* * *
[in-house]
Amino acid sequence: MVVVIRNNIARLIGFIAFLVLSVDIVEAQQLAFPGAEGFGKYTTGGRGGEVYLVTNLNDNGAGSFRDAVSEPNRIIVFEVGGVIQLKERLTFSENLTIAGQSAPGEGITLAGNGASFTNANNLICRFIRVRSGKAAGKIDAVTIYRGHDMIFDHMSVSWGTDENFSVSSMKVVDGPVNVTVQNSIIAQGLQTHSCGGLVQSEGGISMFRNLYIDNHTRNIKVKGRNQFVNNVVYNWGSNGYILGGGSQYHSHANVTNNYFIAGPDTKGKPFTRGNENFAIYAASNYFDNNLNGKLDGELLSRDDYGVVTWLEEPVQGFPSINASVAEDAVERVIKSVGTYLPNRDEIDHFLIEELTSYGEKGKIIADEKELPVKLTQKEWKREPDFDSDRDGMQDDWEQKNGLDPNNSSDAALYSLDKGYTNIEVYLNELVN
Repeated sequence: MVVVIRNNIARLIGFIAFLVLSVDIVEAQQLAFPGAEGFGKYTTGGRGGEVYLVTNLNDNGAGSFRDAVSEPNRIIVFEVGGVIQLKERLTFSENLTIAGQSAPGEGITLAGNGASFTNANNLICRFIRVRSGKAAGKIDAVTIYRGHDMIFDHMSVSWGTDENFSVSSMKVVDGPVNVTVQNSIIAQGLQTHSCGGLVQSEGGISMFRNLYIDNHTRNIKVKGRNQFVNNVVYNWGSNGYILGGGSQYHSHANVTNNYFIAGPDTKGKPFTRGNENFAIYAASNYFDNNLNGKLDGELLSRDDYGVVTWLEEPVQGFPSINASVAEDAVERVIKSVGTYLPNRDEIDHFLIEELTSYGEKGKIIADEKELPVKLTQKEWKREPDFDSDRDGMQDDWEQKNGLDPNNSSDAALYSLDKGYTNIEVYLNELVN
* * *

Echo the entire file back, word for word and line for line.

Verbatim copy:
[in-house]
Amino acid sequence: MVVVIRNNIARLIGFIAFLVLSVDIVEAQQLAFPGAEGFGKYTTGGRGGEVYLVTNLNDNGAGSFRDAVSEPNRIIVFEVGGVIQLKERLTFSENLTIAGQSAPGEGITLAGNGASFTNANNLICRFIRVRSGKAAGKIDAVTIYRGHDMIFDHMSVSWGTDENFSVSSMKVVDGPVNVTVQNSIIAQGLQTHSCGGLVQSEGGISMFRNLYIDNHTRNIKVKGRNQFVNNVVYNWGSNGYILGGGSQYHSHANVTNNYFIAGPDTKGKPFTRGNENFAIYAASNYFDNNLNGKLDGELLSRDDYGVVTWLEEPVQGFPSINASVAEDAVERVIKSVGTYLPNRDEIDHFLIEELTSYGEKGKIIADEKELPVKLTQKEWKREPDFDSDRDGMQDDWEQKNGLDPNNSSDAALYSLDKGYTNIEVYLNELVN
Repeated sequence: MVVVIRNNIARLIGFIAFLVLSVDIVEAQQLAFPGAEGFGKYTTGGRGGEVYLVTNLNDNGAGSFRDAVSEPNRIIVFEVGGVIQLKERLTFSENLTIAGQSAPGEGITLAGNGASFTNANNLICRFIRVRSGKAAGKIDAVTIYRGHDMIFDHMSVSWGTDENFSVSSMKVVDGPVNVTVQNSIIAQGLQTHSCGGLVQSEGGISMFRNLYIDNHTRNIKVKGRNQFVNNVVYNWGSNGYILGGGSQYHSHANVTNNYFIAGPDTKGKPFTRGNENFAIYAASNYFDNNLNGKLDGELLSRDDYGVVTWLEEPVQGFPSINASVAEDAVERVIKSVGTYLPNRDEIDHFLIEELTSYGEKGKIIADEKELPVKLTQKEWKREPDFDSDRDGMQDDWEQKNGLDPNNSSDAALYSLDKGYTNIEVYLNELVN